Tesco UK Removes Confusing ‘Best Before’ Labels To Help Combat Food Waste
Published on May 22 2018 11:25 AM
Tesco UK revealed that it is removing ‘Best Before’ labels from up to 70 of its fruit and vegetable products in order to remove waste.
The retailer said that consumers are confusing the labels for the 'use-by' label which is resulting in perfectly adequate food being thrown out.
A report from the National Federation of Women’s Institutes (NFWI) into causes of food waste, which found that less than half of respondents understood the meaning of ‘Best Before’ dates.
70% of people polled by NFWI knew that ‘Use By’ labels indicated a safety risk if they are eaten after that date.
Tesco explained that ‘Best Before’ labels indicate that food products will no longer be at their best, but are still good to eat.
Tesco Head of Food Waste, Mark Little, said, “We know some customers may be confused by the difference between ‘Best Before’ and ‘Use By’ dates on food and this can lead to perfectly edible items being thrown away before they need to be discarded.
“Many customers have told us that they assess their fruit and vegetables by the look of the product rather than the ‘Best Before’ date code on the packaging.”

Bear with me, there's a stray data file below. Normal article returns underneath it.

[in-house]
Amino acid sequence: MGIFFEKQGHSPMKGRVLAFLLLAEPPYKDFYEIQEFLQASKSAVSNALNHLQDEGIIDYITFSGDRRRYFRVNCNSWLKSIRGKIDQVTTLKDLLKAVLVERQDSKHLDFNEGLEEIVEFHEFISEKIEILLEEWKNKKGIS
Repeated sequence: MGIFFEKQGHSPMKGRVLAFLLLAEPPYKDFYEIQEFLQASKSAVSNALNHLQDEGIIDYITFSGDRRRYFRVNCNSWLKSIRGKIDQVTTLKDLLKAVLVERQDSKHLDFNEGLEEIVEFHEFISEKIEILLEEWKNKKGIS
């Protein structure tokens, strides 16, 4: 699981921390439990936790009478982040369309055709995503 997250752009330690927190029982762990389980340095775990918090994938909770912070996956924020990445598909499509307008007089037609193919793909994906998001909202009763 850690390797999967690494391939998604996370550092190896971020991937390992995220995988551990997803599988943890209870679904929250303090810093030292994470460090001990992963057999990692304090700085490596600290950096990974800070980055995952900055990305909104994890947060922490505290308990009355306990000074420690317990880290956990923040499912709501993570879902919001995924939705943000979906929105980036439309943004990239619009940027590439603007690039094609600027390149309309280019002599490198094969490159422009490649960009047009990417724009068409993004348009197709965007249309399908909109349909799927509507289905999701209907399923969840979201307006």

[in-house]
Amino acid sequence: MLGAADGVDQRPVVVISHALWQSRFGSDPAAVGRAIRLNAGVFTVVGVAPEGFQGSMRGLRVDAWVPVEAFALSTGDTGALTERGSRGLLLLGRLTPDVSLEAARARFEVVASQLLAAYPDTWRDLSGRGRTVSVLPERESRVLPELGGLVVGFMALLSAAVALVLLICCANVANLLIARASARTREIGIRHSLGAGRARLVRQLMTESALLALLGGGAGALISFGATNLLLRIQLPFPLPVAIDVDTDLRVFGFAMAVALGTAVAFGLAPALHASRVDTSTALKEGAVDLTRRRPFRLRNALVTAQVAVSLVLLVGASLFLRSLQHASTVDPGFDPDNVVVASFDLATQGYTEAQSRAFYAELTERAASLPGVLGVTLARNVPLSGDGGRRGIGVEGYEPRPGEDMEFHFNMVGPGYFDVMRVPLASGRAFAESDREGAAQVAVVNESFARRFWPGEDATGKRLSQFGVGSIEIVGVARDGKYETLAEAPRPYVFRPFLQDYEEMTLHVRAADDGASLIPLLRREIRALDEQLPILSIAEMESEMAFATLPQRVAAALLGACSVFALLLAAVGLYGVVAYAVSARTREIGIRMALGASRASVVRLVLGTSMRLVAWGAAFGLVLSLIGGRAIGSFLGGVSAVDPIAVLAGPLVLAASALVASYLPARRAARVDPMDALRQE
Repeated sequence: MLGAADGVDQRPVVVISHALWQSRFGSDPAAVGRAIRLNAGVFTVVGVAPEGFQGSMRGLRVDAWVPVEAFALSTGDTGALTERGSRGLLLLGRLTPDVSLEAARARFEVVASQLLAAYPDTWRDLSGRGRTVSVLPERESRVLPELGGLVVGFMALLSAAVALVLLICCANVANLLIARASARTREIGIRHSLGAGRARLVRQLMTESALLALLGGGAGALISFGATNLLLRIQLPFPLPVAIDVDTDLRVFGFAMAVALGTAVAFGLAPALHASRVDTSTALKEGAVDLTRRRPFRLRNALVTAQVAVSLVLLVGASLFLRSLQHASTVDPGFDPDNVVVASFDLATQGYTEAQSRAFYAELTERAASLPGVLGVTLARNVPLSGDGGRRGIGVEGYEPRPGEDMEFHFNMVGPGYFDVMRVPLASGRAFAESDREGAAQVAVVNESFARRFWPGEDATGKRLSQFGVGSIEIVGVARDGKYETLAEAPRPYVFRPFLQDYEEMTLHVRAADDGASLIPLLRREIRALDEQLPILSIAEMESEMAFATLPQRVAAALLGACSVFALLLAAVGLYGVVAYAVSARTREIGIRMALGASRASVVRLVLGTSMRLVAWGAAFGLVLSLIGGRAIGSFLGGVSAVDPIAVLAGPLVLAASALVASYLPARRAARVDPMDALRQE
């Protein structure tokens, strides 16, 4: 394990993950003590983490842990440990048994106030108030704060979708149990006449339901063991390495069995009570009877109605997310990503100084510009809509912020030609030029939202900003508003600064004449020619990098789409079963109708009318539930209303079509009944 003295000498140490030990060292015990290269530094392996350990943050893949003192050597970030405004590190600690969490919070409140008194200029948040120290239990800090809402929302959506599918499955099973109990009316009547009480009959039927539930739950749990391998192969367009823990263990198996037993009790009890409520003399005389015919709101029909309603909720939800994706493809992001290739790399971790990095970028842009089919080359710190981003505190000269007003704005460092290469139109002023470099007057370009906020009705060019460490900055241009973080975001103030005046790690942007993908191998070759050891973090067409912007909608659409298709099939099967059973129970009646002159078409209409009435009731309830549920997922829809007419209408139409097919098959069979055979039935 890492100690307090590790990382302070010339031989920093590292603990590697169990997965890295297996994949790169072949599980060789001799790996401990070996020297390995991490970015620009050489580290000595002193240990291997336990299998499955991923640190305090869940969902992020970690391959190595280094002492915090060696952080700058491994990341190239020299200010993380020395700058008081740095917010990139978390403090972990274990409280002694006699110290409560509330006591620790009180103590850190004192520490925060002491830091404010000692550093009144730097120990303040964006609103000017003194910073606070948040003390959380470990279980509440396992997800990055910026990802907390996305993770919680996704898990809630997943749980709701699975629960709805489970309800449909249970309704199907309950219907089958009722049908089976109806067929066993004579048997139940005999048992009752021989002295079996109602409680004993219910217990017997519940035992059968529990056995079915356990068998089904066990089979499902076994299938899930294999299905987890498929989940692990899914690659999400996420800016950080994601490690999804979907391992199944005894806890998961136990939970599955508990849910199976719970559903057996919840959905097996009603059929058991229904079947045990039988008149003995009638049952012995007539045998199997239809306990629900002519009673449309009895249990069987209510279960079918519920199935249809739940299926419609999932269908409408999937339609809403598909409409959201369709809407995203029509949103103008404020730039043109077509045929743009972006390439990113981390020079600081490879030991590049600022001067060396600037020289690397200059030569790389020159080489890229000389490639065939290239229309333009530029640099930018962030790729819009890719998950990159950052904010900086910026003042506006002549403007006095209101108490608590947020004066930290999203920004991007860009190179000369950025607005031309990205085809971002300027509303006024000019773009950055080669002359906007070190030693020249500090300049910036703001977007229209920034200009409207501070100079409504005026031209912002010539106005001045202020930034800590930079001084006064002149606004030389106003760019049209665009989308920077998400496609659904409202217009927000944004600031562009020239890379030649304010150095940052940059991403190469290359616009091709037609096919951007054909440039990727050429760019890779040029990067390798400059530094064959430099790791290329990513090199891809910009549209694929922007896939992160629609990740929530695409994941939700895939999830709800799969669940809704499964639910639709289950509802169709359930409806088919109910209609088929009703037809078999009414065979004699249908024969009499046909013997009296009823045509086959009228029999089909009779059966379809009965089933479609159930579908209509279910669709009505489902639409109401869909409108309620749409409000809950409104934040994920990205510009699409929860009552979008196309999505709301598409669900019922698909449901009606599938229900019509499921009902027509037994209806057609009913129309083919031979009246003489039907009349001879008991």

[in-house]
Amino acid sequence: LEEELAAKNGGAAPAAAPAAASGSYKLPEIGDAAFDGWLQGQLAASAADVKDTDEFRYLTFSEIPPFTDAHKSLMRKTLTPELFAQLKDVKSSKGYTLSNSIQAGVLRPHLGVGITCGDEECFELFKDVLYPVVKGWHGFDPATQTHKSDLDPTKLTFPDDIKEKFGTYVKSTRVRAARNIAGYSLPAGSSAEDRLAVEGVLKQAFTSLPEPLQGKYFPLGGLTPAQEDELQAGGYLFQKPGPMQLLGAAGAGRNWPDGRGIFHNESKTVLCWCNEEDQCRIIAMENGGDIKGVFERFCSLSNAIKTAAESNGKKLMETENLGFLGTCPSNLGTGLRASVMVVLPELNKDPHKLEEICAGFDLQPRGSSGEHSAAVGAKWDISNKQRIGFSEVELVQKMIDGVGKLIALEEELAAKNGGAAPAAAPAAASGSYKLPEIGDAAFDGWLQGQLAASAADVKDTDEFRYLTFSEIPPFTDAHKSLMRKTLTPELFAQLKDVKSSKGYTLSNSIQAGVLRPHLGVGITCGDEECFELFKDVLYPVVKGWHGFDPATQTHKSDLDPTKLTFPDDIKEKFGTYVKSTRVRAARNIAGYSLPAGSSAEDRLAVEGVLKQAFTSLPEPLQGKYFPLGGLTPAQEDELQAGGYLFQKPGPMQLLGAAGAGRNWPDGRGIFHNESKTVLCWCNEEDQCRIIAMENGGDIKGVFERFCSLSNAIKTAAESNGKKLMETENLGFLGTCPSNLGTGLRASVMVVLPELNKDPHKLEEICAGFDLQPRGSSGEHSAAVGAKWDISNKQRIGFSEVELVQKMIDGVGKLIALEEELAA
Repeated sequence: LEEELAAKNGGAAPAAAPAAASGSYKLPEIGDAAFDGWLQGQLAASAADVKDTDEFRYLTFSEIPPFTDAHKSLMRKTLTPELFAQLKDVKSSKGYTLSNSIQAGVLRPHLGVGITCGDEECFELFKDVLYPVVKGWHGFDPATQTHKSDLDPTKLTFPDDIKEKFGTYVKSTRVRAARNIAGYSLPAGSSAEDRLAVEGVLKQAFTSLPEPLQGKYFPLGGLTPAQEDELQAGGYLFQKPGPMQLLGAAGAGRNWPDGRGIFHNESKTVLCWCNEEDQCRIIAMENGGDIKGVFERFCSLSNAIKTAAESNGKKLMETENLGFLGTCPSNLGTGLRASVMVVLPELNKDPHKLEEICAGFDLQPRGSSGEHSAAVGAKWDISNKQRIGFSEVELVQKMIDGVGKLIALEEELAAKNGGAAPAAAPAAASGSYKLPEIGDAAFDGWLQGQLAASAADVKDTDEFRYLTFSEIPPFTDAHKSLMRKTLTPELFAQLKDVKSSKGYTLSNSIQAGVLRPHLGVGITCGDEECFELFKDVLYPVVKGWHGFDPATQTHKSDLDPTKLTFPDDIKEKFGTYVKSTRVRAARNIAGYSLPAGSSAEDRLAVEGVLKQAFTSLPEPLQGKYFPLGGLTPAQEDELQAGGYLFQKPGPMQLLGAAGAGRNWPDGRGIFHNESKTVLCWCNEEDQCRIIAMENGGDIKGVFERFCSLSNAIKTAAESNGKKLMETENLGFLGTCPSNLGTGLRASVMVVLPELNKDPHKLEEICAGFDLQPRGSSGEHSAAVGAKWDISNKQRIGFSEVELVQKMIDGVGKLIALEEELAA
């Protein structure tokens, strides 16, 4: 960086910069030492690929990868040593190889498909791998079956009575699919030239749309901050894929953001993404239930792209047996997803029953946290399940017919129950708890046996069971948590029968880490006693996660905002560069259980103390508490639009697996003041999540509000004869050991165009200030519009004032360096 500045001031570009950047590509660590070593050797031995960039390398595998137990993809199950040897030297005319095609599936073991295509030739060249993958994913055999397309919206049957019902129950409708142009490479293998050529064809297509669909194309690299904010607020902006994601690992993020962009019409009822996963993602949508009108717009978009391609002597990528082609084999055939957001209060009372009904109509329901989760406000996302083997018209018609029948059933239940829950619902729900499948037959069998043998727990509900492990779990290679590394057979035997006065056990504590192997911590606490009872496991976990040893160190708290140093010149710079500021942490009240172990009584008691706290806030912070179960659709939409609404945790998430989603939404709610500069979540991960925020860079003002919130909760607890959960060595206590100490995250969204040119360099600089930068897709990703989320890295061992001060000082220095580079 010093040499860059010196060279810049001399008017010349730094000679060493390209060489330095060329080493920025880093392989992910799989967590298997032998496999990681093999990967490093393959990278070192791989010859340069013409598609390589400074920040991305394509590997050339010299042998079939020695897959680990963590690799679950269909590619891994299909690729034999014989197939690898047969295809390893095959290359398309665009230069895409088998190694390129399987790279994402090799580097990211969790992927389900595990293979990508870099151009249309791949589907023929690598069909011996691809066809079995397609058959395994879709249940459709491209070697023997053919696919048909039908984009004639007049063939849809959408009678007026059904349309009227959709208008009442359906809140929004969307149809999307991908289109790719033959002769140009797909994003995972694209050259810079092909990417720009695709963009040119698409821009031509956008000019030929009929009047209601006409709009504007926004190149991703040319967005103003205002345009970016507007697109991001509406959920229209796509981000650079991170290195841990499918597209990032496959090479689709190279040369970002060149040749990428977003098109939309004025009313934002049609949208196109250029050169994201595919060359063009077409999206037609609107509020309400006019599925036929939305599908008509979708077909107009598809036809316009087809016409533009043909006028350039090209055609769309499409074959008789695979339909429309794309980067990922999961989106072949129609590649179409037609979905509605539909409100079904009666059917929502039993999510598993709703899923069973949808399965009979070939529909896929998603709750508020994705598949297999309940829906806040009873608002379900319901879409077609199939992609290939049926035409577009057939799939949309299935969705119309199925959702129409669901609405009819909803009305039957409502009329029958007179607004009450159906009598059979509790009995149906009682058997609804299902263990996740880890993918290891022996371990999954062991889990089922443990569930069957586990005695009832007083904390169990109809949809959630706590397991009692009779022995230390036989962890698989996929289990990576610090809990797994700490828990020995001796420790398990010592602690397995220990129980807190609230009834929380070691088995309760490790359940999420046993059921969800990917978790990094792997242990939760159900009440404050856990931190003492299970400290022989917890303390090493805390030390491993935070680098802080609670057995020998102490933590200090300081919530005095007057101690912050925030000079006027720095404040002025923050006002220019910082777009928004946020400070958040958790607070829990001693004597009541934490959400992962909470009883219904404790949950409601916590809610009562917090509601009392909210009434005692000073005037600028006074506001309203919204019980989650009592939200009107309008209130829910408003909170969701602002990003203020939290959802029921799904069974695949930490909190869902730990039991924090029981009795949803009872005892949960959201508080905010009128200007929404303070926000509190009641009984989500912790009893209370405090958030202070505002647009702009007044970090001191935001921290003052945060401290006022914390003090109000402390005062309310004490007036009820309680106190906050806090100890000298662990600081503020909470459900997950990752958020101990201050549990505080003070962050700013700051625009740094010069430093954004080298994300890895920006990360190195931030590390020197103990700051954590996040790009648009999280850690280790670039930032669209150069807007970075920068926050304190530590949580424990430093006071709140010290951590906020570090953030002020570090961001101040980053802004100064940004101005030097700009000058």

The selected fruit and vegetables include popular own-brand lines such as apples, potatoes, tomatoes, lemons and other citrus fruit and onions.
Learn From Consumers
David Moon, Head of Business Collaboration at WRAP added, “Through the Courtauld Commitment 2025, WRAP is working with the food & drink sector to review all the evidence on date labelling for fresh produce and agree best practice.
“This change by Tesco provides a good opportunity to learn about the customer response, and we anticipate Tesco will share their findings. With all fresh produce, appropriate storage including the use of the refrigerator is essential in giving the customer more time to use their food, so clarity of storage advice on pack and in-store will be vital.”
Ireland's 2020 Goal
There are no immediate plans to implement this strategy in Ireland, however, Tesco Ireland said that it has made a commitment that no food safe for human consumption will go to waste in its stores by 2020.
In a statement, the Tesco Ireland said, “At Tesco Ireland, we are committed to tackling the issue of food waste.
“As the first retailer to launch a nationwide food surplus programme, our innovative partnership with FoodCloud has led the way in tackling food waste in Ireland, flourishing from a one store trial in 2013 to working together to donate over 5 million meals of surplus food to more than 300 community groups across Ireland.”
© 2018 Checkout – your source for the latest Irish retail news. Article by Aidan O’Sullivan. Click subscribe to sign up for the Checkout print edition.